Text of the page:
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Austenitic Stainless Steel
Description of material
APMLF1 is a low-carbon and austenitic stainless steel with Molybdenum. It has good general and pitting corrosion resistance as well as good intergranular corrosion resistance after welding processes. This grade has been designed in order to offer a good hot plasticity (forge-ability) thanks to an exact chemical balance of elements such as Carbon, Nitrogen, Molybdenum and Nickel. APMLF1 is particularly suitable for heavy forging processes.
APMLF1 is suitable for the fabrication of many products as flanges, valves, bolting, pump shafts, food /beverages industry equipment, storage tanks, and parts working in mild to medium corrosive environments.
Argon Oxygen Decarburization
APMLF1 is resistant to fresh water, many organic chemicals and inorganic compounds, atmospheric corrosion, marine environments, many products used in chemical processing, paper production equipment, rural applications and sterilizing solutions. In sea water, this grade is more resistance to pitting than type 304/304L steels such as AISLF and similar. However, pitting and crevice corrosion may occur in environments if the chloride concentrations, pH and temperature are at determinate levels. As with other standard austenitic grades, APMLF1 suffers from stress corrosion cracking about forty degrees (C°) above room temperature and above certain levels of stress and halogen concentrations. Strain hardened structures increase the risk of stress corrosion cracking. It should be noted that this grade, as for every kind of stainless steel, surfaces should be free of contaminant and scale, heat tint, and passivated for optimum resistance to corrosion.
Austenitic grades are different from Ferritic and Alloy steels and require more rigid and powerful machines in addition to the correct choice of tools, coatings and cutting fluids. The Austenite structure is prone to transform into α’Martensite caused by strain hardening of the tool on the surface of the machined piece. The knowledge of this behavior must be correctly considered when a piece requires two or several cutting steps to be finished. The layer of α’Martensite is very hard and, if the subsequent turning or milling processes work on this hardened layer, a rapid tool wear could happen. The tool must work under this layer. The very low Sulphur content decreases the machinability of APMLF1 compared to APMLF.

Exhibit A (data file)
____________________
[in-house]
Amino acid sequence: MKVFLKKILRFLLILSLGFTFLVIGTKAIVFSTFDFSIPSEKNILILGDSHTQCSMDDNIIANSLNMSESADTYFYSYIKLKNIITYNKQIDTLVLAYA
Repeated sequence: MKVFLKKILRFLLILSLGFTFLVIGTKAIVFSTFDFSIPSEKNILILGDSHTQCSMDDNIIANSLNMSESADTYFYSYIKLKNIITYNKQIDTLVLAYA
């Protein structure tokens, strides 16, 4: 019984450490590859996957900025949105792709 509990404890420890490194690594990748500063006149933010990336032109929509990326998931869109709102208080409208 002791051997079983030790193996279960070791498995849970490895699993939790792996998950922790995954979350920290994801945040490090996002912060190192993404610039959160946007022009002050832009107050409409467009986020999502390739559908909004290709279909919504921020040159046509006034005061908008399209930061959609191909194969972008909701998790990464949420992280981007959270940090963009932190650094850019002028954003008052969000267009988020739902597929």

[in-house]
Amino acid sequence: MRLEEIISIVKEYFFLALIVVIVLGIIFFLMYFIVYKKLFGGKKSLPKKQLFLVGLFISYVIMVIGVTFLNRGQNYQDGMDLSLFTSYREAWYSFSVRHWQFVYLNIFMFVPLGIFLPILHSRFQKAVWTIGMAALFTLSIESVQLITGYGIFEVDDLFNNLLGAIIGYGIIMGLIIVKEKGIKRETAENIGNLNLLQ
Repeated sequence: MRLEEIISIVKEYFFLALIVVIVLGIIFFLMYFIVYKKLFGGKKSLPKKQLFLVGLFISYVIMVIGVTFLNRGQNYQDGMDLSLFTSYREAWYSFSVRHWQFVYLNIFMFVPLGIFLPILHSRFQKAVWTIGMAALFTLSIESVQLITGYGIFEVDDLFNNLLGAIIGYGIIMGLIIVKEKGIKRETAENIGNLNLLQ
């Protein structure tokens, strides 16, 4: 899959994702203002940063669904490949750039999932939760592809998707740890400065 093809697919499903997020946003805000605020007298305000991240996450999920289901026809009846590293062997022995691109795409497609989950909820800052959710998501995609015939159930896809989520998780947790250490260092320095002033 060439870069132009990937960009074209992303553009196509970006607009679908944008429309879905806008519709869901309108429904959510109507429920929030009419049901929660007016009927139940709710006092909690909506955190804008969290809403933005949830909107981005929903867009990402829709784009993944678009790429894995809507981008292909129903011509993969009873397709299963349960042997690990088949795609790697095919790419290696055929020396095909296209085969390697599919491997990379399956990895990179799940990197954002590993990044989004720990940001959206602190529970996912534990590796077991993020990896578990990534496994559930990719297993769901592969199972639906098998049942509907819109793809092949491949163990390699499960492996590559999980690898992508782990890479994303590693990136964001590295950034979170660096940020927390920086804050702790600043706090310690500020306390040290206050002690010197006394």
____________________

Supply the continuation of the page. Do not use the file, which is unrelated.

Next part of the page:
APMLF1 has a special chemical composition which helps to avoid solidification cracks in the fused-zone of autogenous welds due to a suitable Ferrite balance. In the case of filler metal welding, the typical ER for type 316L group steels could be used. APMLF1 can be welded without PWHT, such as annealing and fast cooling, due to its low carbon content which avoids the precipitation of Cr-Carbide on the grain boundaries. However, in the case of aggressive environments, a PWHT should be considered.
APMLF1 is specifically designed for hot working and is usually supplied as billets, blooms, or ingots. No preheating is required. In Primary hot transformation processes, a high temperature homogenization of large ingots and dynamic recrystallization parameters should be rightly evaluated. In the case of open die forging of large ingots and shapes, APMLF1 offers a good hot plasticity if a suitable soaking and a right temperature are applied. In Secondary hot transformation processes, such as extrusion, rolling or close die forging, temperatures, strain and strain rate should be well considered because they influence the properties of austenitic structure. Suitable strain in terms of section reduction ( for instance: 15-30%) at a lower range of hot working temperatures is recommended in order to obtain a fine grain austenitic structure which is very important for mechanical , fatigue and corrosions resistance properties and makes it easier for ultrasonic testing to detect small indications as required by several International Norms. Small forgings can be cooled rapidly in air or water.